Electronic Cigarette Use in US Adults at Risk for or with COPD: Analysis from Two Observational Cohorts



Electronic cigarettes (e-cigarettes) are battery-operated nicotine-delivery devices used by some smokers as a cessation tool as well as by never smokers.


To determine the usage of e-cigarettes in older adults at risk for or with chronic obstructive pulmonary disease (COPD).


Prospective cohorts.


COPDGene (N = 3536) and SPIROMICS (N = 1060) subjects who were current or former smokers aged 45–80.

Main Measures

Participants were surveyed to determine whether e-cigarette use was associated with longitudinal changes in COPD progression or smoking habits.

Key Results

From 2010 to 2016, participants who had ever used e-cigarettes steadily increased to 12–16%, but from 2014 to 2016 current use was stable at ~5%. E-cigarette use in African-Americans (AA) and whites was similar; however, AA were 1.8–2.9 times as likely to use menthol-flavored e-cigarettes. Current e-cigarette and conventional cigarette users had higher nicotine dependence and consumed more nicotine than those who smoked only conventional cigarettes. E-cigarette users had a heavier conventional cigarette smoking history and worse respiratory health, were less likely to reduce or quit conventional cigarette smoking, had higher nicotine dependence, and were more likely to report chronic bronchitis and exacerbations. Ever e-cigarette users had more rapid decline in lung function, but this trend did not persist after adjustment for persistent conventional cigarette smoking.


E-cigarette use, which is common in adults with or at risk for COPD, was associated with worse pulmonary-related health outcomes, but not with cessation of smoking conventional cigarettes. Although this was an observational study, we find no evidence supporting the use of e-cigarettes as a harm reduction strategy among current smokers with or at risk for COPD.


Electronic cigarettes (e-cigarettes) are nicotine-delivery devices that use a heating element to vaporize a stabilizing compound containing nicotine, flavors, and other bulk additives. This process generates a vapor that visually appears similar to smoke. E-cigarettes have been adopted by some conventional cigarette (tobacco leaf) users as a perceived safer alternative, as these devices deliver nicotine in a manner simulating conventional cigarettes, but without inhalational exposure to burned tobacco plant material. This harm-reduction hypothesis has been supported by studies of e-cigarette vapors, which have shown lower toxicant levels per puff compared to tobacco smoke.1 Long-term data on the harms from e-cigarette use are not currently available. Studies have yielded conflicting information on the effect of e-cigarettes on conventional cigarette reduction and cessation,2,3,4,5, 6 and a recent meta-analysis suggests that they may impede efforts to quit.7 Additional research is needed to clearly weigh the risk/benefit balance of e-cigarette use.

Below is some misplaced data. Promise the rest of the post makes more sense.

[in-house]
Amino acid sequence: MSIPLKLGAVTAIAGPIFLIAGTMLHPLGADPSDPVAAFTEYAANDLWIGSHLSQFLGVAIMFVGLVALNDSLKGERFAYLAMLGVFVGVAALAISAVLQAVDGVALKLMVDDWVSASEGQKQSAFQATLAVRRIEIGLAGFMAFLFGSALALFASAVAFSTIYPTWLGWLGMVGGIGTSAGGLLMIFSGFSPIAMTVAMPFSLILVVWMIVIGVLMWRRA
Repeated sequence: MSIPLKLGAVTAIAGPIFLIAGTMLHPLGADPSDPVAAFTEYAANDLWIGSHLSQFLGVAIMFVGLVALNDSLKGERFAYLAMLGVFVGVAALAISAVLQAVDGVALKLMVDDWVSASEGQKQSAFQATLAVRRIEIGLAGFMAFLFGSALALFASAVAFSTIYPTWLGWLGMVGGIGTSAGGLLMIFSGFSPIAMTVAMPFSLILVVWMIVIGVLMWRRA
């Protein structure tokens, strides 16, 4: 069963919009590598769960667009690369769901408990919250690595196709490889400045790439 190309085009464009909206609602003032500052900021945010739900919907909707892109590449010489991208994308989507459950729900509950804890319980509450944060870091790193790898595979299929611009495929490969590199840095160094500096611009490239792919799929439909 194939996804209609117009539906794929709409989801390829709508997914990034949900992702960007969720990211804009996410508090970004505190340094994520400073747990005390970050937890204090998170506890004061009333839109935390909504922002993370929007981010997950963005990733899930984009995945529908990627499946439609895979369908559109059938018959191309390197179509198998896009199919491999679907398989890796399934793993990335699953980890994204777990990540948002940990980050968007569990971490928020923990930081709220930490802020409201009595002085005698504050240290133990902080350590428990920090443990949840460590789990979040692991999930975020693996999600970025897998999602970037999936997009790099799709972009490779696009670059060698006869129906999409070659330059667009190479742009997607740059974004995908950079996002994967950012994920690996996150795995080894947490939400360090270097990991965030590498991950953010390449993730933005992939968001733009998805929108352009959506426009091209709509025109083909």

The prevalence of e-cigarette use has been increasing among adolescents and adults in both the US8 and Europe.9 In adults, the highest prevalence is in current conventional cigarette smokers, of whom 31% report having tried electronic cigarettes.9 There are few studies documenting use trends in older smokers and none in individuals with established smoking-induced lung disease such as chronic obstructive pulmonary disease (COPD). Additionally, there are few publications exploring usage patterns by race, flavor choice preferences in adults, and how e-cigarette use relates to whole-body nicotine metabolite burden. The current study collected e-cigarette usage data from two large cohorts of adult current and former smokers with and without lung disease: Genetic Epidemiology of COPD (COPDGene) and Subpopulations and Intermediate Outcome Measures in COPD Study (SPIROMICS). We determined whether e-cigarettes prevalence was increasing in older adults, whether usage was associated with respiratory symptoms or disease progression, and whether e-cigarettes were associated with self-reported reduction in the use of conventional cigarettes.


Study Populations

The NIH-sponsored multicenter COPDGene study (ClinicalTrials.gov Identifier: NCT01969344) includes 10,294 subjects enrolled from 2008 to 2011 who were aged 45–80, self-reported non-Hispanic white or African-American, and with a history of at least 10 pack-years of conventional cigarette smoking (N = 10,192) or no conventional cigarette smoking (≤ 1 pack-year lifetime; N = 102).10

The NIH-sponsored multicenter SPIROMICS (ClinicalTrials.gov Identifier: NCT01969344) is a cohort study11 that enrolled 2982 subjects between November 2011 and January 2015. Inclusion criteria included age 40–80 years and at least 20 pack-years of conventional cigarette smoking (N = 2780) or never tobacco smokers (N = 202). For COPDGene and SPIROMICS, the institutional review boards at all participating sites approved the study protocol, and study participants provided written informed consent.

Conventional and E-Cigarette Data Collection